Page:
As usual, when my teams devs change things, they test themselves. They have little of unit tests they could just run, so they explore the application. But with changes like this, it's hard. There's no specific place to check - it could be anything. It means the developers test less.
The change comes my direction, and I test a basic positive scenario of sampled features from my checklist. I find nothing on this change but spend a few hours on this. From the idea (Monday evening) to production (Wed morning), things go pretty smootly. A day in production, no problems.
When I decide to be done with this, I'm painfully aware of how little I tested for a change of everything. I could easily spend weeks on testing it. But I assess the risk, knowing from my testing that the basic flows work and we publish it. There's a significant risk of things not working, but I remind myself: not tested does not mean not working.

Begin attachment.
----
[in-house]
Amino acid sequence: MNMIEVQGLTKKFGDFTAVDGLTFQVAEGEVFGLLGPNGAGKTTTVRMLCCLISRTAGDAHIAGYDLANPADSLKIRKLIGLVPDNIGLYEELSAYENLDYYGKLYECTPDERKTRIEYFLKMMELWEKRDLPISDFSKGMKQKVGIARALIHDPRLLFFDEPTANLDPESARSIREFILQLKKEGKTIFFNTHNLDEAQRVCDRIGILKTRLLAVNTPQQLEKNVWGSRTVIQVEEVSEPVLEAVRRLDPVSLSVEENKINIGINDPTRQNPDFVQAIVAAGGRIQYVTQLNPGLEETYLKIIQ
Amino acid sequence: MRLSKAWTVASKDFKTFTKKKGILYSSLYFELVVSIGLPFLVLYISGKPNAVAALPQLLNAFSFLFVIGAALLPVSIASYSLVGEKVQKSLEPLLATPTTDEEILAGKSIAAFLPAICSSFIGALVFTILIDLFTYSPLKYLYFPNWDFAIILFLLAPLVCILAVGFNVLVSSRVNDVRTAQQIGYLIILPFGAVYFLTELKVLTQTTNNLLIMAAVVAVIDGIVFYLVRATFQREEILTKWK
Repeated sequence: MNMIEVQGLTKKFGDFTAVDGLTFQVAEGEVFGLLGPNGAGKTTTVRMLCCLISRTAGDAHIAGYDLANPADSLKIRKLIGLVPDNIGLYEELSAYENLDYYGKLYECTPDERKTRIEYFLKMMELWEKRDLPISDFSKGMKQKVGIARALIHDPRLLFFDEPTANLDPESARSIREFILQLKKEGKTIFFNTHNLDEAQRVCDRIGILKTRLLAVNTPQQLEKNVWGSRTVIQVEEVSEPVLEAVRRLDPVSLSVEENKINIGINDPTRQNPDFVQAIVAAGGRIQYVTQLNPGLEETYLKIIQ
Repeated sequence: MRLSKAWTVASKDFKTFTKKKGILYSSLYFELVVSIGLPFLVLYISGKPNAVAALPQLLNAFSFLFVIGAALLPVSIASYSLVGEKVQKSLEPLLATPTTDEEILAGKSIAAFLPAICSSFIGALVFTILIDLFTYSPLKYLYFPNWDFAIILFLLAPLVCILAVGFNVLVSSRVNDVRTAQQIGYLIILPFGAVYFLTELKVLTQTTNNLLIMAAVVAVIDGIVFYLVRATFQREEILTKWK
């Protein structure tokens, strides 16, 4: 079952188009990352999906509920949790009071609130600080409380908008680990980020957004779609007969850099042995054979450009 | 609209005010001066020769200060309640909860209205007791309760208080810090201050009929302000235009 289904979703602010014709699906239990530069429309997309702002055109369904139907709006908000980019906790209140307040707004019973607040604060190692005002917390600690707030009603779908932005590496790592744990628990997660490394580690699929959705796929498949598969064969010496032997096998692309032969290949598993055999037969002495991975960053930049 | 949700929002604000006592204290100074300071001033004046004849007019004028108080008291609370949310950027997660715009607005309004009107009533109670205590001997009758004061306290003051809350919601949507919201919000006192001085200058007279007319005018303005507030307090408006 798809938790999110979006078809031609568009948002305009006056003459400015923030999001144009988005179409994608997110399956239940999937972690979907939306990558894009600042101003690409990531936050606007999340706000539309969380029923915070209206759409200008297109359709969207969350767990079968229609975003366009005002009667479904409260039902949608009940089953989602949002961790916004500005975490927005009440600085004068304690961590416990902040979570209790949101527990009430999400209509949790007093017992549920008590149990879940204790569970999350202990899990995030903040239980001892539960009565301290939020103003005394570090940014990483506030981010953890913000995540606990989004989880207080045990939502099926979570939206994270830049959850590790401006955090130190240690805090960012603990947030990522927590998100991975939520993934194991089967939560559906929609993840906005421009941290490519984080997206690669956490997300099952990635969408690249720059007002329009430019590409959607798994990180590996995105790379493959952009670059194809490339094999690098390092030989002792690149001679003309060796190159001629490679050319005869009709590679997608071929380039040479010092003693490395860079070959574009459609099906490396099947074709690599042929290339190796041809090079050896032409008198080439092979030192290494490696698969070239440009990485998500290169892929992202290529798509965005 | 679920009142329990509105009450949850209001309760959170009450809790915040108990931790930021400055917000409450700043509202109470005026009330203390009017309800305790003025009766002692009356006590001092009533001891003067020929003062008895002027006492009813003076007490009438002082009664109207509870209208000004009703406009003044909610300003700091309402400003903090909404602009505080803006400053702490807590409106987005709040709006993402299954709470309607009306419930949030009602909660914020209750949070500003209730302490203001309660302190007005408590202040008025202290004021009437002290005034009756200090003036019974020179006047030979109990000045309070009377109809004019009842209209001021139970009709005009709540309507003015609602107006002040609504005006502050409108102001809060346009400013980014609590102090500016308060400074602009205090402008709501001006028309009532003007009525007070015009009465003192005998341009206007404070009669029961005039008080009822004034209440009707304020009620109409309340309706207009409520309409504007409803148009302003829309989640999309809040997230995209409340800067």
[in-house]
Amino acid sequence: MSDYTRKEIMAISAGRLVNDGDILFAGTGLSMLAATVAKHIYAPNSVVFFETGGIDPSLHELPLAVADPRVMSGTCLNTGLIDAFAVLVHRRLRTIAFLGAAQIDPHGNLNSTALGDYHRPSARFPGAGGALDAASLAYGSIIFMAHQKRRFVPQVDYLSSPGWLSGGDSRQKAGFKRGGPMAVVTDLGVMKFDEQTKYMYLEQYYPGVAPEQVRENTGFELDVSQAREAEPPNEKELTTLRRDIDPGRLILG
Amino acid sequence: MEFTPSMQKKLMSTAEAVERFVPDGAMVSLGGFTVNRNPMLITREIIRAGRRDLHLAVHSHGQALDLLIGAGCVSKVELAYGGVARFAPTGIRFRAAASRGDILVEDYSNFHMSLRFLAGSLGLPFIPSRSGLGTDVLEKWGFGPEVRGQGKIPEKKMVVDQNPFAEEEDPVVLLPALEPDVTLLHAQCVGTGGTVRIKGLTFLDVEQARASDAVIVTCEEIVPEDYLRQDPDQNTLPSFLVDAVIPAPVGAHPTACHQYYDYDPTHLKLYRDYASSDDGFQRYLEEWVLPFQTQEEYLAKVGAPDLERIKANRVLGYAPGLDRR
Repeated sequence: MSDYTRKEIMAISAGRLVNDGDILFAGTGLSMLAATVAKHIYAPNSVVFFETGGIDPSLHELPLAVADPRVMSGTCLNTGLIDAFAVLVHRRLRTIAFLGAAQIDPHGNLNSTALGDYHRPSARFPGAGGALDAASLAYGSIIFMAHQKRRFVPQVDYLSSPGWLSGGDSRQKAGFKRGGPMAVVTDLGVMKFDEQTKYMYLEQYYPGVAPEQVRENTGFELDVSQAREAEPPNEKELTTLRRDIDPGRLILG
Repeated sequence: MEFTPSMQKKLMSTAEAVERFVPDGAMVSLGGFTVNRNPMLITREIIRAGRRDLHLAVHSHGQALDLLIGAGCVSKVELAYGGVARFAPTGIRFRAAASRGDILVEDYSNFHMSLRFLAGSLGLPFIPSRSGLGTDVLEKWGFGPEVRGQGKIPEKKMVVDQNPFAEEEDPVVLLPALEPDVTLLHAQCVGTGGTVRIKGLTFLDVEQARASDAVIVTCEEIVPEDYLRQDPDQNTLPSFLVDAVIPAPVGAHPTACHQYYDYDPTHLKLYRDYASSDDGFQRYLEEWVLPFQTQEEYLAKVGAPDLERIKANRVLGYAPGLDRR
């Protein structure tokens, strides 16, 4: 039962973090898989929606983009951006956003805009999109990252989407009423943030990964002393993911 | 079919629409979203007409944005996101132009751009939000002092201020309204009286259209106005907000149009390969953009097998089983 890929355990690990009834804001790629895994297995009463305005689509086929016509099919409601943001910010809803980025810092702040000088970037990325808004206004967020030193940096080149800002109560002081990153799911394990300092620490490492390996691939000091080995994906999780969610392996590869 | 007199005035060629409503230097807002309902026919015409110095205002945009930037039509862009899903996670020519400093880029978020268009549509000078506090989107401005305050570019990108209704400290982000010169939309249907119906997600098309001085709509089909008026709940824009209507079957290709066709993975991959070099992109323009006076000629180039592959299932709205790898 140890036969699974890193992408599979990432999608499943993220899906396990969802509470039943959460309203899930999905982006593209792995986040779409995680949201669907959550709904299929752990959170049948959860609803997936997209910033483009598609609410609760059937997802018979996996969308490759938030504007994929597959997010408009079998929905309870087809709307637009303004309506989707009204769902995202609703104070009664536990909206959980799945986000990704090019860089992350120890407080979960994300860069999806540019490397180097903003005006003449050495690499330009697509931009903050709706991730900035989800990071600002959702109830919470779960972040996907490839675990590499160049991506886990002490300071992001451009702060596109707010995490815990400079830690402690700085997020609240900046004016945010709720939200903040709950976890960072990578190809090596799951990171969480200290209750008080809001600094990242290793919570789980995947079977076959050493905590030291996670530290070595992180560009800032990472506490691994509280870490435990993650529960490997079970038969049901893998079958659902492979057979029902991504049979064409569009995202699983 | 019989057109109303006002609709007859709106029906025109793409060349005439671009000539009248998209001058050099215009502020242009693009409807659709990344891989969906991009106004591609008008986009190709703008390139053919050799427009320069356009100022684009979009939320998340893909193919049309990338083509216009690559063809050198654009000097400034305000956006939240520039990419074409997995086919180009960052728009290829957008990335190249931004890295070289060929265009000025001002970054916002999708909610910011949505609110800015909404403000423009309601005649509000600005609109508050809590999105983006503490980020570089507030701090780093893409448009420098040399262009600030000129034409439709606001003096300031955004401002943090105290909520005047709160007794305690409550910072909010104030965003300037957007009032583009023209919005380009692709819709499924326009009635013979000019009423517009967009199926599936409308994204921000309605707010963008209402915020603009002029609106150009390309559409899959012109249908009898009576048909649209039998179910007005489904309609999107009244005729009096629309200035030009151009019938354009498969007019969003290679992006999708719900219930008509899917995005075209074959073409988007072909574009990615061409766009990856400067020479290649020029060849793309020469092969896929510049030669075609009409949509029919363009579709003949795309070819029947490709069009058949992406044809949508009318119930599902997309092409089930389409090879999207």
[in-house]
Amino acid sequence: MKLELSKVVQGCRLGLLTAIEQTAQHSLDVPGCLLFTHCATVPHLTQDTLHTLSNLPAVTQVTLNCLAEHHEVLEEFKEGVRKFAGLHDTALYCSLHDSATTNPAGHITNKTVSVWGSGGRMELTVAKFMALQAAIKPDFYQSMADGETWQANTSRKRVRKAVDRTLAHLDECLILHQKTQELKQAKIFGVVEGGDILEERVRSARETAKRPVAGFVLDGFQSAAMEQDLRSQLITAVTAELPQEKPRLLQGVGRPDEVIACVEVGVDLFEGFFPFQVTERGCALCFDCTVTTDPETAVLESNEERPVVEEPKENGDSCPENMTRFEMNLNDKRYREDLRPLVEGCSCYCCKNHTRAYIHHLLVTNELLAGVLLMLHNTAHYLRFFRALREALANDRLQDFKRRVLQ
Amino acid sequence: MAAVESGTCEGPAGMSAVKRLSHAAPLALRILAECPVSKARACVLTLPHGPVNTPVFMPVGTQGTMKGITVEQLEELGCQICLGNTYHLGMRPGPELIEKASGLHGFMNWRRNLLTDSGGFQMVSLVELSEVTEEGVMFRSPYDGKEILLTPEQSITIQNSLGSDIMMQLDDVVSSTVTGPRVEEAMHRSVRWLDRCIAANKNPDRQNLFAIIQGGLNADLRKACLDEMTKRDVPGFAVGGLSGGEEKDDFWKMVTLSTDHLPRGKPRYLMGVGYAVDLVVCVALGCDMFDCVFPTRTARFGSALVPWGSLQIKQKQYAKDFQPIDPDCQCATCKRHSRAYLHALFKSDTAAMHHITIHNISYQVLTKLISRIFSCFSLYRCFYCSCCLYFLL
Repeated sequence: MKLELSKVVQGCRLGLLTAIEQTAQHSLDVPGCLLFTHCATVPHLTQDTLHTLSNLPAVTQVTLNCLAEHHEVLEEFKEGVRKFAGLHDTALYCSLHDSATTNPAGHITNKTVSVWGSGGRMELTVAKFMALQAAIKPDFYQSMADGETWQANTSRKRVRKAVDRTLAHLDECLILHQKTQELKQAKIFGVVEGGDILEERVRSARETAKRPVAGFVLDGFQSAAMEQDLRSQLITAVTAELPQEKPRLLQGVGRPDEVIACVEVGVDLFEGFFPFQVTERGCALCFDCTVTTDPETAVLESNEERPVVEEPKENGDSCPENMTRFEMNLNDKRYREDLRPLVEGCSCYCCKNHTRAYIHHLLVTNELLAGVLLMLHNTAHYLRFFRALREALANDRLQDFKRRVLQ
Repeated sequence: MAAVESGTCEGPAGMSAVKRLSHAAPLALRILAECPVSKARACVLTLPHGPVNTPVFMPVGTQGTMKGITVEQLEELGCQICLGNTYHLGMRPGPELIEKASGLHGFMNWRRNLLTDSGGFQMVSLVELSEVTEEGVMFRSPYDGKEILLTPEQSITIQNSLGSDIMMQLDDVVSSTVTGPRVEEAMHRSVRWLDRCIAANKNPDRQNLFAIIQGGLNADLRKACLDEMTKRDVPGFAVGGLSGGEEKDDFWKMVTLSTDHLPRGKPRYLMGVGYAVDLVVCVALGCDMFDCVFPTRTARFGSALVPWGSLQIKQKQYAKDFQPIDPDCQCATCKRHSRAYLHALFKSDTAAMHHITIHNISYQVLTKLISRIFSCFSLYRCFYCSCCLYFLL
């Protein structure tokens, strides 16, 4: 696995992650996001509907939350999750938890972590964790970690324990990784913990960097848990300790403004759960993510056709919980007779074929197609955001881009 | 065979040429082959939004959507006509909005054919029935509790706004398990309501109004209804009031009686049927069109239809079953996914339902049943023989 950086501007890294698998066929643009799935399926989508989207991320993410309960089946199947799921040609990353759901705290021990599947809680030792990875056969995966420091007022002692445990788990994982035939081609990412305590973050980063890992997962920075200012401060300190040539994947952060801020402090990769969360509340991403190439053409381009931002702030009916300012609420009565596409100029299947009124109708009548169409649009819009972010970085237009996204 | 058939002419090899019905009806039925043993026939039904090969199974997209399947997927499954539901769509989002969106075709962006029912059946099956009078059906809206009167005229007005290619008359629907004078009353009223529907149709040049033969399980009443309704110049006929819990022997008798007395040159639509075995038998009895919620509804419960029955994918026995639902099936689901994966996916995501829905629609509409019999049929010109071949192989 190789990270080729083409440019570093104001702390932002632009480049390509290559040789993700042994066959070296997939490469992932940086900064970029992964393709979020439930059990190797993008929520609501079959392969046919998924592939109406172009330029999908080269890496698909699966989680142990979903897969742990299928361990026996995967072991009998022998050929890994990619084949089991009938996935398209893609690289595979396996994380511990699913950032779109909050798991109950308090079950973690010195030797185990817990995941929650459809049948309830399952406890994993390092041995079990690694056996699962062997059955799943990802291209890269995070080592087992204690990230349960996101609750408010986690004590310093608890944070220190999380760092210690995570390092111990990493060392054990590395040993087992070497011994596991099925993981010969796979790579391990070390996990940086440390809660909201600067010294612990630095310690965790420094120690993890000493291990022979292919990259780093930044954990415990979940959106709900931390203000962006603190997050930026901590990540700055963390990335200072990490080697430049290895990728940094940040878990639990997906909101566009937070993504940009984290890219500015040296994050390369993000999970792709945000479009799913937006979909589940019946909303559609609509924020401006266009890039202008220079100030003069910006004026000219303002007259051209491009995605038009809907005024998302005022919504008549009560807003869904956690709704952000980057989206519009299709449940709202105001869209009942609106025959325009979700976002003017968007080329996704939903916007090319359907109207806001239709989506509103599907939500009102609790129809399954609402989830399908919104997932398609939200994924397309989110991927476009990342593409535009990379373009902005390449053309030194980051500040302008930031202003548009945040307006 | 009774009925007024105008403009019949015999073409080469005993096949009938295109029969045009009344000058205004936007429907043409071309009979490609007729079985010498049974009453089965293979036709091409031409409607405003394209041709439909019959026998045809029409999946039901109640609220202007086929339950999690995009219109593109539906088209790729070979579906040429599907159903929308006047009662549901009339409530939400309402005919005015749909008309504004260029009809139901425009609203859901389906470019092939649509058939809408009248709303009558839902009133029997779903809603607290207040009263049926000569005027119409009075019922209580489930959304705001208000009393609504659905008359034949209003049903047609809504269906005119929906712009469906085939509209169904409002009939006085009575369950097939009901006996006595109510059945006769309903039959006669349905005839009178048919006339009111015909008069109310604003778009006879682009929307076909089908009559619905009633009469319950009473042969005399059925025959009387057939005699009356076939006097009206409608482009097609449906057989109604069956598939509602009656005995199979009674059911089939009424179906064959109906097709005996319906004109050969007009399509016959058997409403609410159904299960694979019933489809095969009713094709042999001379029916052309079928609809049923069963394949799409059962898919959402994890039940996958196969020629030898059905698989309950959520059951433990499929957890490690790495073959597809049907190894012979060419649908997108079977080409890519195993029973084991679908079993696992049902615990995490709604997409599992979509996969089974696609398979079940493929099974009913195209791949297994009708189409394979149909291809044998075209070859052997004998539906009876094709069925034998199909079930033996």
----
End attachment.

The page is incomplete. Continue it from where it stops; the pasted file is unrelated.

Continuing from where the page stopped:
The experience leads me to think again about many of the discussions we have on automation. How so many times people assume that anyone (or me) would actually run the tests that automation could run, if it was implemented. I don't: not testing does not mean it does not work. How people don't see that an option to investing in automation that helps repeat some tests is that you work in a context that allows you to publish with the risk of things not working. Risk is not a fact, it's a chance. Playing on the risk is a gamble.
We've done many things to make the gamble worthwhile from production monitoring to abilities to fix things quickly to deeper understanding of our business and users. Testing is just one piece in the puzzle. But as a tester caring for the system and user experience, it's a piece that glues perspectives together.